A proposed charter amendment aiming to tighten controls over Newport Beach’s future debt won’t make the local ballot in November.
However, voters will be asked to consider whether the city charter should require approval from at least five of the seven City Council members before a general tax increase could be placed on a ballot for voter consideration. Currently, four council votes are required.
The City Council voted 6-0 on Tuesday, with Councilman Keith Curry abstaining, to move forward with the portion of the Newport Beach Taxpayer Protection Act concerning proposed tax increases. The council signed off last year on that aspect of the measure — requiring a supermajority council vote to approve tax increases — which Curry spearheaded.
Mayor Pro Tem Kevin Muldoon, Mayor Diane Dixon, Councilman Scott Peotter, city Finance Committee member and council candidate Will O’Neill and Carolyn Cavecche, chief executive of the Orange County Taxpayers Assn., will write the argument for the measure that will appear on the ballot.
Curry said that while he is “pleased they’ve seen fit to put it on the ballot,” he abstained from Tuesday night’s vote “out of protest to the fact [that other council members] hijacked it and took my name off the proposal.”
The deadline to place measures on the ballot is Friday.
Muldoon had asked his colleagues last month to consider adding a restriction on capital improvement bonds. He proposed that the measure ask voters whether they want to require public approval before the city can use a certificate of participation or lease revenue bond greater than $10 million. That proposal also would require that at least five of the seven City Council members approve before the question would go to voters.
The council voted 4-3 in July to direct staff to craft a proposed charter amendment that would combine the two issues on the Nov. 8 ballot. Curry and council members Ed Selich and Tony Petros dissented.
On Tuesday, Muldoon said he favors holding off on sending the debt question to voters to allow the Finance Committee, city staff and the public more time to review the proposed amendment.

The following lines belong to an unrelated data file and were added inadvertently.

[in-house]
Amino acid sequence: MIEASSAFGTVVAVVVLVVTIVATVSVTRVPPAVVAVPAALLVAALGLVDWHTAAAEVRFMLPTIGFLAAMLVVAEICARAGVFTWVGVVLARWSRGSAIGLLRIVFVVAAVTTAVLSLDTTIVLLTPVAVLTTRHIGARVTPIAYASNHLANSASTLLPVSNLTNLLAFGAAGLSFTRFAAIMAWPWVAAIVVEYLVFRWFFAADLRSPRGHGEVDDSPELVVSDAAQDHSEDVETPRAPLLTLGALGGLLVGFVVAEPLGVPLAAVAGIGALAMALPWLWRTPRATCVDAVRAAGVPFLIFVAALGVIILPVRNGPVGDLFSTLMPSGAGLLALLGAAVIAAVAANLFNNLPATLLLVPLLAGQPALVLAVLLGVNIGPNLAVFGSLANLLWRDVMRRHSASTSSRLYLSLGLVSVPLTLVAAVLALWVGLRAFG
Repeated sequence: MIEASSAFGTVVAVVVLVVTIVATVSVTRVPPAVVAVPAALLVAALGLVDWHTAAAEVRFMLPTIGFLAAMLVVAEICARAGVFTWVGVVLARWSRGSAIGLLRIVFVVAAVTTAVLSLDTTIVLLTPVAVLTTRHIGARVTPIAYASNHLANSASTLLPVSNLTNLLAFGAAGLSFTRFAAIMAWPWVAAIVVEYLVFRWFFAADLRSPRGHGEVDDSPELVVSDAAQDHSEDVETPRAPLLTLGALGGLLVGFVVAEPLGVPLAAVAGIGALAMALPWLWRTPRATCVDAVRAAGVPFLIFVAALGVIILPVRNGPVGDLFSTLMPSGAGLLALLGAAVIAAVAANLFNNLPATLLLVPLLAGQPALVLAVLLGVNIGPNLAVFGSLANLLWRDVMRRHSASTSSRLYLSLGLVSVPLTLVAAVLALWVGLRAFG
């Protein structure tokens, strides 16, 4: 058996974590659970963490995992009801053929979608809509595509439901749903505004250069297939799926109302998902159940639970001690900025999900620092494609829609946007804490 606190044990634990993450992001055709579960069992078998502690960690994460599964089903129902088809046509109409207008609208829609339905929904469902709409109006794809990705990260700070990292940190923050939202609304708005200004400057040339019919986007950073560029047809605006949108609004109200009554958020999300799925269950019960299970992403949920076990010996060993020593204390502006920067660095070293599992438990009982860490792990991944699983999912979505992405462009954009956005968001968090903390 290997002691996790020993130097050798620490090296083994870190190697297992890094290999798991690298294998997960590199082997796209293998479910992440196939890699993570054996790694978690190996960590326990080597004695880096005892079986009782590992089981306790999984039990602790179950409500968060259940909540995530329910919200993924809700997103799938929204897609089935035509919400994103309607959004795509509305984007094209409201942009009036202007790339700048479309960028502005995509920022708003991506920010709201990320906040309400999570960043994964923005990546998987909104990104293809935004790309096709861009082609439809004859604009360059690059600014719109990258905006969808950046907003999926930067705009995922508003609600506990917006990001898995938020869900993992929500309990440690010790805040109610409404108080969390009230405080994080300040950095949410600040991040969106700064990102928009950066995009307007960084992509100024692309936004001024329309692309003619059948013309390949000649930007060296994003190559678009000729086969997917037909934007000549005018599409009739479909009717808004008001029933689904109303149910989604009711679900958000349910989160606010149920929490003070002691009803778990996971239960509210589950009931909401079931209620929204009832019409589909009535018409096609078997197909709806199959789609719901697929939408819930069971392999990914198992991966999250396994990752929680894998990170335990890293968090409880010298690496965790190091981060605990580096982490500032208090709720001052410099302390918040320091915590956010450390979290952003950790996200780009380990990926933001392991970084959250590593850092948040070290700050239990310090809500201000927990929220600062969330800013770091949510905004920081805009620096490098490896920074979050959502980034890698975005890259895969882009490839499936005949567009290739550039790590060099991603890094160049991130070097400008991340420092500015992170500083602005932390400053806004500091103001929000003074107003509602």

“This plan was a little bit last minute,” Muldoon said. “Although we had bond counsel have a say and sign off on it, I think it’s good to have the community be involved in it.”
After the Finance Committee’s review, the measure could return to the council as an ordinance that, if passed, would sunset in 2018 if voters approve the ballot measure during that election, Muldoon said.
“Public agencies, including the city, are limited under state law regarding the amount of debt they may incur without prior voter approval,” according to a city staff report. “In response to this debt limitation, public agencies have used certificates of participation and lease revenue bonds to raise funds to finance certain improvements.”
A certificate of participation, a financial instrument for issuing bonds to fund capital improvements, was used in funding part of the Newport Beach Civic Center project. COPs are paid for from a government’s existing revenue stream, unlike general obligation bonds, which result in tax increases and therefore require a public vote.
Lease revenue bonds are secured by lease payments made by the party leasing the facilities that were paid for by the bonds. Newport does not have any lease revenue bonds.
In July, city Finance Director Dan Matusiewicz cautioned against requiring all COP plans to become ballot initiatives, as he felt it would add uncertainty to financial planning as well as time and costs associated with ballot measures.
“I’m very pleased to see [Muldoon] withdraw the debt proposal, which clearly had some major issues,” Curry said.